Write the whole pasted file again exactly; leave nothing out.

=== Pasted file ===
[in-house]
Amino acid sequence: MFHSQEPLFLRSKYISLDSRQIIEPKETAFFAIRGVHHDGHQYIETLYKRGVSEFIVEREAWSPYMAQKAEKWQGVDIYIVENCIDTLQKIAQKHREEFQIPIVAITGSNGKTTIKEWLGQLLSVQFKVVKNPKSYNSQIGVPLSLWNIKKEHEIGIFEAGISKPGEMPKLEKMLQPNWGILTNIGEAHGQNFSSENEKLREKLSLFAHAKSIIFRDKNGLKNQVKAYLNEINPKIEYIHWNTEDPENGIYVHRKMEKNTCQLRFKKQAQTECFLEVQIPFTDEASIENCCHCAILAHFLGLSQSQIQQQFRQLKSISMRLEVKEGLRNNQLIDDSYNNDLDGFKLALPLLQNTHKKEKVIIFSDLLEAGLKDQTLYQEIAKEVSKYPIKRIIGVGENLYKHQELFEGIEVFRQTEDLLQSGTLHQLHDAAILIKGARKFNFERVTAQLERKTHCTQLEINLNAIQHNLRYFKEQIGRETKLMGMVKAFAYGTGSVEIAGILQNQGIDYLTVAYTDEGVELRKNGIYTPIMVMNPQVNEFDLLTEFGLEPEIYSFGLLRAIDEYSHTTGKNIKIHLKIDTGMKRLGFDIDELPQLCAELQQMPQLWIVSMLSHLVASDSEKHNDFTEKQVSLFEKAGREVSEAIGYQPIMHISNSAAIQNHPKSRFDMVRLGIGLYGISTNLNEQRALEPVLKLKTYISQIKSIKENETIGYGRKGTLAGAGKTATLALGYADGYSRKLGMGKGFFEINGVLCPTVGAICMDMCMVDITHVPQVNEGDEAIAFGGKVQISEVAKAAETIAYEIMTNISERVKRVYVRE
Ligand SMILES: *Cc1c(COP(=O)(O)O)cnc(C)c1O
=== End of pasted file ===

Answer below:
[in-house]
Amino acid sequence: MFHSQEPLFLRSKYISLDSRQIIEPKETAFFAIRGVHHDGHQYIETLYKRGVSEFIVEREAWSPYMAQKAEKWQGVDIYIVENCIDTLQKIAQKHREEFQIPIVAITGSNGKTTIKEWLGQLLSVQFKVVKNPKSYNSQIGVPLSLWNIKKEHEIGIFEAGISKPGEMPKLEKMLQPNWGILTNIGEAHGQNFSSENEKLREKLSLFAHAKSIIFRDKNGLKNQVKAYLNEINPKIEYIHWNTEDPENGIYVHRKMEKNTCQLRFKKQAQTECFLEVQIPFTDEASIENCCHCAILAHFLGLSQSQIQQQFRQLKSISMRLEVKEGLRNNQLIDDSYNNDLDGFKLALPLLQNTHKKEKVIIFSDLLEAGLKDQTLYQEIAKEVSKYPIKRIIGVGENLYKHQELFEGIEVFRQTEDLLQSGTLHQLHDAAILIKGARKFNFERVTAQLERKTHCTQLEINLNAIQHNLRYFKEQIGRETKLMGMVKAFAYGTGSVEIAGILQNQGIDYLTVAYTDEGVELRKNGIYTPIMVMNPQVNEFDLLTEFGLEPEIYSFGLLRAIDEYSHTTGKNIKIHLKIDTGMKRLGFDIDELPQLCAELQQMPQLWIVSMLSHLVASDSEKHNDFTEKQVSLFEKAGREVSEAIGYQPIMHISNSAAIQNHPKSRFDMVRLGIGLYGISTNLNEQRALEPVLKLKTYISQIKSIKENETIGYGRKGTLAGAGKTATLALGYADGYSRKLGMGKGFFEINGVLCPTVGAICMDMCMVDITHVPQVNEGDEAIAFGGKVQISEVAKAAETIAYEIMTNISERVKRVYVRE
Ligand SMILES: *Cc1c(COP(=O)(O)O)cnc(C)c1O